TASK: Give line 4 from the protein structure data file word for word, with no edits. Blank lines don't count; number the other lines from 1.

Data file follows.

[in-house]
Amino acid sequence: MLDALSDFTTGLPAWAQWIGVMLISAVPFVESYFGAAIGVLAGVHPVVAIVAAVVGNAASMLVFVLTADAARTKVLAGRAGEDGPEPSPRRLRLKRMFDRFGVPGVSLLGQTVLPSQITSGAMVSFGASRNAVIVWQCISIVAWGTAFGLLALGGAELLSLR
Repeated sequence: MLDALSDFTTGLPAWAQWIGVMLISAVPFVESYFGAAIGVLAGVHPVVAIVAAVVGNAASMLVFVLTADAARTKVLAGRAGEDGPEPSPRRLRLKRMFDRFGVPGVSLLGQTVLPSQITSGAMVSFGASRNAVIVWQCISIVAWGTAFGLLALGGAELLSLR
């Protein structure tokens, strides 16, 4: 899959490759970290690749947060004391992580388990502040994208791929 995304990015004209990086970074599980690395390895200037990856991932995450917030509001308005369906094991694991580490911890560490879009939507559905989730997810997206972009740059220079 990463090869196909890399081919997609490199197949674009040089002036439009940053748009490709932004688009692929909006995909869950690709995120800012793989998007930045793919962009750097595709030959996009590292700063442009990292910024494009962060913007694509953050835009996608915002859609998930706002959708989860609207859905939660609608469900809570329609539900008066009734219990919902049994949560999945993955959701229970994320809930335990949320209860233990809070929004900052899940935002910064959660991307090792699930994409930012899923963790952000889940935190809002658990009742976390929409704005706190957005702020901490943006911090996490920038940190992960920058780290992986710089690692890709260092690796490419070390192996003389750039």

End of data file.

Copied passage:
């Protein structure tokens, strides 16, 4: 899959490759970290690749947060004391992580388990502040994208791929 995304990015004209990086970074599980690395390895200037990856991932995450917030509001308005369906094991694991580490911890560490879009939507559905989730997810997206972009740059220079 990463090869196909890399081919997609490199197949674009040089002036439009940053748009490709932004688009692929909006995909869950690709995120800012793989998007930045793919962009750097595709030959996009590292700063442009990292910024494009962060913007694509953050835009996608915002859609998930706002959708989860609207859905939660609608469900809570329609539900008066009734219990919902049994949560999945993955959701229970994320809930335990949320209860233990809070929004900052899940935002910064959660991307090792699930994409930012899923963790952000889940935190809002658990009742976390929409704005706190957005702020901490943006911090996490920038940190992960920058780290992986710089690692890709260092690796490419070390192996003389750039």